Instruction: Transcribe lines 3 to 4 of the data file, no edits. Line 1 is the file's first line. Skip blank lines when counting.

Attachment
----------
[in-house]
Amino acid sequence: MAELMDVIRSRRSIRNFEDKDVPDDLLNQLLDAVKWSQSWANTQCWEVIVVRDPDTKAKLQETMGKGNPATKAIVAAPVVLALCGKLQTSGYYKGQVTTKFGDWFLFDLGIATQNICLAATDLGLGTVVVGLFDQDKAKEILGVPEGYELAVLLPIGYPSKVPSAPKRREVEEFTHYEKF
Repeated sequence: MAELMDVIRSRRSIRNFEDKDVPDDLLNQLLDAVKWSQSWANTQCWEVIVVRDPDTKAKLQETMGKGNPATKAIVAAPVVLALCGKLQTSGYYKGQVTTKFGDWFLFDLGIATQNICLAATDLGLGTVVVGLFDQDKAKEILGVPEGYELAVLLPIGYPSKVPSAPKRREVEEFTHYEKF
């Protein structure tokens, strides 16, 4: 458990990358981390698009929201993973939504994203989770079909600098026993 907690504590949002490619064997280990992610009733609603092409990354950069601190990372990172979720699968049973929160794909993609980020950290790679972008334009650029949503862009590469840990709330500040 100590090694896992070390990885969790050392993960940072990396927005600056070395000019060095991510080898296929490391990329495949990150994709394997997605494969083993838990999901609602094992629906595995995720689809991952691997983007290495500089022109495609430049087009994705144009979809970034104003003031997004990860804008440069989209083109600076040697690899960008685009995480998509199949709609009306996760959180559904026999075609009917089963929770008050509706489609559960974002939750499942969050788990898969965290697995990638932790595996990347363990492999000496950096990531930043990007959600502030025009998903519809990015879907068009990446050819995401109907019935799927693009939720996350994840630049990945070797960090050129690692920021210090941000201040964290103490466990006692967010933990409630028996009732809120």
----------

Repeated sequence: MAELMDVIRSRRSIRNFEDKDVPDDLLNQLLDAVKWSQSWANTQCWEVIVVRDPDTKAKLQETMGKGNPATKAIVAAPVVLALCGKLQTSGYYKGQVTTKFGDWFLFDLGIATQNICLAATDLGLGTVVVGLFDQDKAKEILGVPEGYELAVLLPIGYPSKVPSAPKRREVEEFTHYEKF
């Protein structure tokens, strides 16, 4: 458990990358981390698009929201993973939504994203989770079909600098026993 907690504590949002490619064997280990992610009733609603092409990354950069601190990372990172979720699968049973929160794909993609980020950290790679972008334009650029949503862009590469840990709330500040 100590090694896992070390990885969790050392993960940072990396927005600056070395000019060095991510080898296929490391990329495949990150994709394997997605494969083993838990999901609602094992629906595995995720689809991952691997983007290495500089022109495609430049087009994705144009979809970034104003003031997004990860804008440069989209083109600076040697690899960008685009995480998509199949709609009306996760959180559904026999075609009917089963929770008050509706489609559960974002939750499942969050788990898969965290697995990638932790595996990347363990492999000496950096990531930043990007959600502030025009998903519809990015879907068009990446050819995401109907019935799927693009939720996350994840630049990945070797960090050129690692920021210090941000201040964290103490466990006692967010933990409630028996009732809120």